Launching your own apps based on your drafts codes sounds the most satisfying thing to do. Coding allows you to be successful on your own, rather than relying entirely on a 9-to-5 job for your success. Not only that but, it makes it easier to keep track of your progress because you start with printf (“Hello world!”); and work your way up to your dream startup. Coding is a powerful skill that everyone should learn at some point in their lives. Moreover, learning how to code doesn’t require an ideal age or an ideal institution; you can start learning it regardless of your age or the sector you work for. You can find all the basics about coding on the internet that addresses all your queries and allows you to begin coding with the bare minimum of resources.
What is it like to walk into a classroom full of computer students? We find students that have been coding since they were in class eight and students that are just about to start. Students that have already begun working for startups and have access to really impressive gadgets. Entering a class full of coding enthusiasts may seem intimidating to novices but this isn’t an excuse to think you’re unworthy. With time, you’ll get there; you just need to get started.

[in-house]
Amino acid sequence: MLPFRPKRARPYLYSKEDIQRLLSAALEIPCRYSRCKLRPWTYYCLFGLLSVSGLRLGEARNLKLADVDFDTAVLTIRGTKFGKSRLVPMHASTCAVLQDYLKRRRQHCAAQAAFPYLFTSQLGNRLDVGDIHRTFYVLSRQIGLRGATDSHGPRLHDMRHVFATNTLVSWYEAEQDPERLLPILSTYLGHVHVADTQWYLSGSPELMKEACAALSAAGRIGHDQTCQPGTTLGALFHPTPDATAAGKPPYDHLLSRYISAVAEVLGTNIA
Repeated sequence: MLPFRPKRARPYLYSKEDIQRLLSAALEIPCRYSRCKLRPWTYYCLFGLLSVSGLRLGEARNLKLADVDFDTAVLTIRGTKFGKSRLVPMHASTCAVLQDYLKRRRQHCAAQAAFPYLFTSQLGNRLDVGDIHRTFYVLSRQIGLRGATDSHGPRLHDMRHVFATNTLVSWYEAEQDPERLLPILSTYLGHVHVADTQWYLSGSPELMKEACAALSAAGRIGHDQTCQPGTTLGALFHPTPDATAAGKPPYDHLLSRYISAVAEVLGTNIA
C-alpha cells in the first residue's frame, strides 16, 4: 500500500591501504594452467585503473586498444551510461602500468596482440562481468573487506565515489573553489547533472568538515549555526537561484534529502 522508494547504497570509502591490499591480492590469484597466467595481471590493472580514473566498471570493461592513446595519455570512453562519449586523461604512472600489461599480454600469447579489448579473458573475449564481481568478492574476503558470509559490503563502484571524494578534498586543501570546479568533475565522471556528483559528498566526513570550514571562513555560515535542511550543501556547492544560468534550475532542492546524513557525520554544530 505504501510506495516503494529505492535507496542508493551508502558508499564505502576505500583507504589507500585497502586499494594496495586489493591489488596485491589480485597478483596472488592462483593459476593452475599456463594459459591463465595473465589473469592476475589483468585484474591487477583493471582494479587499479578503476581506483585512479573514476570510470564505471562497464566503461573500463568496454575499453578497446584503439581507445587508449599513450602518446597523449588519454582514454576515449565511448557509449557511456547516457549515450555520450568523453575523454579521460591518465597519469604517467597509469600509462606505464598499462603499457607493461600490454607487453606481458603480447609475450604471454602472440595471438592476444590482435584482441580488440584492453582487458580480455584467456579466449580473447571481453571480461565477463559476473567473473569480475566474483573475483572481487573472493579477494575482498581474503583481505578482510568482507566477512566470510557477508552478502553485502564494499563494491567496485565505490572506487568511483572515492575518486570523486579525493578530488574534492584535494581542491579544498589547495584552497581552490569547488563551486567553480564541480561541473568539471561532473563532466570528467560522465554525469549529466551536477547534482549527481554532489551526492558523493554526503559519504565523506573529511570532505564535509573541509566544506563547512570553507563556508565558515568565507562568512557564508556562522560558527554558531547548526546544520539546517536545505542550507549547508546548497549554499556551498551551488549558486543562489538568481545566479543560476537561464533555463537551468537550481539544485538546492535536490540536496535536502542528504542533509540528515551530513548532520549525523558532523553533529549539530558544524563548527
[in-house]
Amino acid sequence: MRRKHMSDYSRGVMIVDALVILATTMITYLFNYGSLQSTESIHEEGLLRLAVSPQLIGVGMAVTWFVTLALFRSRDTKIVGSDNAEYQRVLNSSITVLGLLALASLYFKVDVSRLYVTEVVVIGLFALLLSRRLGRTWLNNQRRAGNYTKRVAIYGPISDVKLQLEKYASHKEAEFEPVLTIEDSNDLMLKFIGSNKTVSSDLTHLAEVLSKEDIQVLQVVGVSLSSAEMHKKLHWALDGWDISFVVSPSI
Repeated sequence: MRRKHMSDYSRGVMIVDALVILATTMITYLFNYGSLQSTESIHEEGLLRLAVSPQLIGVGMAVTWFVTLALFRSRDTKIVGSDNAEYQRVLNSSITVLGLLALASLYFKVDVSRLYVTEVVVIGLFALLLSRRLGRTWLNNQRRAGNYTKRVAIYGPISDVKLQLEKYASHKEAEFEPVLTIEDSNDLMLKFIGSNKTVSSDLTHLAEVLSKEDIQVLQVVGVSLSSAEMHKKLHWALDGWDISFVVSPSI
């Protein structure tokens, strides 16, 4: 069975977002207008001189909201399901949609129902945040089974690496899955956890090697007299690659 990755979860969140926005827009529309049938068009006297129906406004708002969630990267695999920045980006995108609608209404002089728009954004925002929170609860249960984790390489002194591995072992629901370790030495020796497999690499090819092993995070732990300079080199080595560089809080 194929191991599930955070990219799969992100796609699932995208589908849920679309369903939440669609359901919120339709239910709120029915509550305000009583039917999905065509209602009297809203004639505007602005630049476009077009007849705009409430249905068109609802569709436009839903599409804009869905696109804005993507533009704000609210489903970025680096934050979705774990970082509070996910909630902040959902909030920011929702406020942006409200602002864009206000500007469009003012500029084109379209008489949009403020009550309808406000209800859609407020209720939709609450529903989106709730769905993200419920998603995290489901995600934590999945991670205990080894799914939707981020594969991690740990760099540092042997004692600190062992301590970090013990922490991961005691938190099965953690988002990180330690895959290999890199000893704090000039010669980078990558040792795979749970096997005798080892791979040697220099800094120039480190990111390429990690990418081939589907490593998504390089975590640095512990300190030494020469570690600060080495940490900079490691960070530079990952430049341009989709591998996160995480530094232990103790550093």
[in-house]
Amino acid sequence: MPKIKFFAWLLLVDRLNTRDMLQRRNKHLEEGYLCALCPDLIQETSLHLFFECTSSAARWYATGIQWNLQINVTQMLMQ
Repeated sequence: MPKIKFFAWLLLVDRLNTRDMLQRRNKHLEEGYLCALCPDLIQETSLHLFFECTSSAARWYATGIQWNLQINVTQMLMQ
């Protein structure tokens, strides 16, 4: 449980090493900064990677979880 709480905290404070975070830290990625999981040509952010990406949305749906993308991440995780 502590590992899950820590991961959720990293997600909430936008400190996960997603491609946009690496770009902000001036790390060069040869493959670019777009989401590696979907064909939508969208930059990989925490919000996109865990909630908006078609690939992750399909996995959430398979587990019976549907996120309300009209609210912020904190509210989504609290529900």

Getting a computer science degree is always a good idea because it allows you to work on projects throughout your university life and meet individuals who share your interest in coding, as well as connect you to better internship prospects.
My personal experience with coding is bittersweet. Stack Overflow is my best friend and some random youtube tutor teaches me more than what I’ve learned in an entire academic semester. I’ve spent hours searching for probable errors because I missed a “;” on line 11th of my codes. The same piece of code works and doesn’t work at the same time. I thought getting a degree in computer science would just require learning about computers but the heavy textbooks of physics, math, chemistry follow you as well. The engineering drawing which makes you feel so miserable at times is also taught in the very first year which makes you rethink choosing engineering as your major!
Coding is cool, it is an art. Art helps us experiment with our ideas, brainstorm every single piece that we have just to create something on our own with the same resources that are needed in the learning process. It might be frustrating at times but equally rewarding. It is not as tough as it is thought of and not as simple as it seems. If you possess the skill of coding, this will help you no matter which sector you work for.
I hope whichever phase of coding you are in, whether you are just in the beginning or somewhere in the middle, lost in the mess, I believe that you can get your way out of it and successfully achieve your WHY for beginning your journey into coding.
CS, First Year